We believe in fashion and beauty. There is a big opportunity there. We can become one of the top players in that category. The data told us that. As the data tells us there are other verticals we should tie celebrities to we will get into it. I don’t know how many. It could be as many as dozens or just few it just depends on what the data tells us.

You mentioned on the call that you’re about to introduce a new ‘curation layer’ on your sites. Can you elaborate?

It is the idea of using (something like) Facebook … as a way to give a feedback loop on whether consumers like our content or not. We’re going to test it out. (An) example is the new eHow will have a helpful or not helpful very simple feedback loop. So, if we see that a lot of consumers see a piece of content is helpful, great. If we see a lot of consumers don’t see it’s helpful that will allow us to send it back to the studio and fix that piece of content.

You once led MySpace and sold it to News Corp (NSDQ: NWS). You look at where you are right now and you look at where they are now. What’s your reaction to the idea that basically News Corp. doesn’t see a value in it now?

That’s obviously sad. You know all of us that were involved in MySpace put a lot of pride in that and when we did sell it there was nobody even close. You remember it was top of its game. Facebook was just getting started. I left, I consulted for six months, and then started this company. And, you know, whatever went wrong there went wrong. I’m not going to be an armchair general and second guess the decisions we made, but it’s sad to see. What is different here is we are not selling Demand Media. We took it public, we’re getting to scale, and we want to really go after this market because we think the opportunity is that big.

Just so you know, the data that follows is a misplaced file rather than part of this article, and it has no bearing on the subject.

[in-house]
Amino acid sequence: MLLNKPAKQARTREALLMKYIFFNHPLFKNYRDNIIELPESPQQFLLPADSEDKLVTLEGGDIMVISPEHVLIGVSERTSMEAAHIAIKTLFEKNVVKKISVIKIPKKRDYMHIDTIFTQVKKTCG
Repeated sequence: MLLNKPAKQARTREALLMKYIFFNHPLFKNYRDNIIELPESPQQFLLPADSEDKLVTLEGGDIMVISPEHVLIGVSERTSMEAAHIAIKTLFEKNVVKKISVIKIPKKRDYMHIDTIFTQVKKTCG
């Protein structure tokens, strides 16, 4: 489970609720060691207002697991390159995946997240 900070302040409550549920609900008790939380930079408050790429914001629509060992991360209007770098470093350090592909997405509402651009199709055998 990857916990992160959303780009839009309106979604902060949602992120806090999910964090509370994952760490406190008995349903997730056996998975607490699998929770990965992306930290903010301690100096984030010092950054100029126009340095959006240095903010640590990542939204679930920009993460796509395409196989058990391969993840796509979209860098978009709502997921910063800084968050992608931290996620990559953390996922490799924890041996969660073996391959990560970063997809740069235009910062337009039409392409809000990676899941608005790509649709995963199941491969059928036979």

1. Francis Higgins Thursday, February 24, 2011

    great interview, really consise answers and did not shy away from the content farm ‘slurs’, As i have said repeatedly on this issue who decides what content is relative and what content is not? some people might just require a cursory look at a given subject, while others will require a more indept study. People will decide, and the feedback loop as discussed will be a huge benefit.

  2. It’s almost as if Google waited for Demand Media to say something like this before dropping the bomb:

    http://searchengineland.com/google-forecloses-on-content-farms-with-farmer-algorithm-update-66071